Twitter confesses Circles “security incident” 2023

After weeks of denying the reports, Twitter has confessed that a privacy breach exposed to the public tweets that were never meant to be seen by anyone other than the poster’s closest contacts.

The site’s Circles feature allows users to create a private roster of contacts and send them tweets that only they can read. Similar to Instagram’s Close Friends setting, it enables users to share private thoughts, explicit images, and profane statements without jeopardizing their exposure to a larger audience.

However, in an email to affected users obtained by The Guardian, Twitter acknowledged that some tweets had evaded this containment. The email states, “A security incident earlier this year may have allowed users outside of your Twitter Circle to view tweets that should have been restricted to the Circle to which you were posting.”

Users can set a list of friends and tweet solely to them.

Users had reported for weeks that Circles tweets were obtaining likes and views from accounts that should not have access to them. The allegations were not acknowledged by Twitter, whose press office has been largely destaffed and set to automatically respond to requests for comment with a poop emoji.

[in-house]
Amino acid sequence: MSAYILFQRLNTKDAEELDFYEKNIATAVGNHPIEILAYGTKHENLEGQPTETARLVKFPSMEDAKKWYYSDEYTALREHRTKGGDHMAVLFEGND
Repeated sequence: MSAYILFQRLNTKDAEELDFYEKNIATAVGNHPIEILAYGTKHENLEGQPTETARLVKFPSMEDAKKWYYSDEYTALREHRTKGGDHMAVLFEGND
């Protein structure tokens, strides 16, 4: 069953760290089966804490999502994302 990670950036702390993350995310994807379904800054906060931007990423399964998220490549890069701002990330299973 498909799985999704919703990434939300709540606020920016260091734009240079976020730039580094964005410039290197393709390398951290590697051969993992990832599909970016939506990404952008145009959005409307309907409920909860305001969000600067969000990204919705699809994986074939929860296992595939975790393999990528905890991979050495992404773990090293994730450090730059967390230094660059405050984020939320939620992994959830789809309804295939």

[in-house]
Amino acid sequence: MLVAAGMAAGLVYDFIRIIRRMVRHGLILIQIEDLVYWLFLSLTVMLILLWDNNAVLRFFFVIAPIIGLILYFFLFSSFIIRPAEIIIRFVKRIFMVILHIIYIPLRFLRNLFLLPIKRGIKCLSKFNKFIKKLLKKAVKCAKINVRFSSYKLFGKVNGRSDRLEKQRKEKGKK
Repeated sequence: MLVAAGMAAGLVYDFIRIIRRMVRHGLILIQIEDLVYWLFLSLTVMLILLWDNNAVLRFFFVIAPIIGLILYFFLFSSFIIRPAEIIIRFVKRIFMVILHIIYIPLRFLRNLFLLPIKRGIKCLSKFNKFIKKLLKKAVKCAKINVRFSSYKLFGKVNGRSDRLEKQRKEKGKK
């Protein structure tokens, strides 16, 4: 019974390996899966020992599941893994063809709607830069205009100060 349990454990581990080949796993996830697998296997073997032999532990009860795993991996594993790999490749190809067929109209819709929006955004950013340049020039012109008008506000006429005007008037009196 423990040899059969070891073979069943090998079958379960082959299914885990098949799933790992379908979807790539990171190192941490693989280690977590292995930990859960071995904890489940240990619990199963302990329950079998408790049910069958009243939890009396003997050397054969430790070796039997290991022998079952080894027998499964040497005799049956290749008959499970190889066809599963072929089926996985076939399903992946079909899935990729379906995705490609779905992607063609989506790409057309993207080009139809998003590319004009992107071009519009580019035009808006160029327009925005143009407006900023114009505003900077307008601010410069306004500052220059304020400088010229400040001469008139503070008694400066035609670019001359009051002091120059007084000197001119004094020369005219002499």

Now, the company reports that the issue “was identified by our security team and immediately fixed so that these tweets were no longer visible outside of your Circle”

“Twitter is committed to protecting the privacy of those who use our service, and we understand the risks that an incident like this can introduce. We regret that this has occurred,” the company said.

The email did not address separate reports of similar privacy violations involving “private” accounts, whose tweets should not have been displayed to anyone other than their approved followers.

The feature lets users establish a list of pals and submit tweets only they can read.

Since Elon Musk acquired the company in late 2022, Twitter has lost at least 60 percent of its workforce through wave after wave of cutbacks. Musk stated that the site would not be reliable until a “complete rewrite” of the site’s underlying code was completed due to the numerous disruptions that have occurred during the same time frame.

Similar cost-cutting measures have resulted in the service no longer paying for office space, janitorial supplies, and web hosting, with varying degrees of success. Even as Musk attempted to implement a comprehensive return-to-work mandate, Twitter employees in Singapore and London confronted eviction due to unpaid rent.

In countries, such as Germany, where effective content moderation is a legal requirement, site-wide moderation team layoffs have exposed the company to enormous sanctions. The “systematic failure” of the social network to effectively moderate content enables for sanctions of up to €50 million per case, a German attorney told TechCrunch last month.

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